Since the end of World War II, the world has seen a dizzying rise in material consumption, with a corresponding rise in levels of waste, pollution, and environmental damage from extraction, manufacturing, and shipping. Neither technological advances nor gains in efficiency have proven sufficient to offset demand or create a cycle of sustainable consumption. Facing a lack of coherent federal policies, US cities find themselves on the front line of sustainability policy and practice.
“Fostering Sustainable Consumption” is a research project that charts the progress that US cities have made toward sustainable consumption and examine the many barriers they have encountered. Professor Eran Ben-Joseph, head of the Department of Urban Studies and Planning, and PhD student Lily Baum Pollans are directing the project and intend to use the research to produce concrete policy direction at both the municipal and federal level.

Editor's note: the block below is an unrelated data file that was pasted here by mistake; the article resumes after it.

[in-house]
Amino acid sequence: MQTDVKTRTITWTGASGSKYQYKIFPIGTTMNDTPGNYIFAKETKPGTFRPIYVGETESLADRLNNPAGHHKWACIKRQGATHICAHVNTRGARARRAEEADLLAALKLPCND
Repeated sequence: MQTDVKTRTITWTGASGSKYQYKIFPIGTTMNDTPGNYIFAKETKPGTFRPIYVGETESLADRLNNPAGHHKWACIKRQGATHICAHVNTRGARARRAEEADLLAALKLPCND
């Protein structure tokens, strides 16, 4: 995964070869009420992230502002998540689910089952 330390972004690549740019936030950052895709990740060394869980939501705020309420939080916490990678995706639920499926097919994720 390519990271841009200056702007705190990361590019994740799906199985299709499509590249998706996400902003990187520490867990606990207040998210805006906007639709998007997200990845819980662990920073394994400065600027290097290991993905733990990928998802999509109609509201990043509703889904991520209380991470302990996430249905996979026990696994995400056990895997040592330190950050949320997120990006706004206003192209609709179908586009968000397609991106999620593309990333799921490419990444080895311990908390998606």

Spearheaded by the late DUSP professor Judith Layzer and funded in 2015 by a seed grant from MIT’s Environmental Solutions Initiative, the project analyzes best practices in 285 US cities and counties, looking first at waste managers, then at sustainability offices, economic development offices, and other municipal programs that support activities vital to sustainability. It also gauges the extent to which government policies support or impede the implementation of successful sustainability.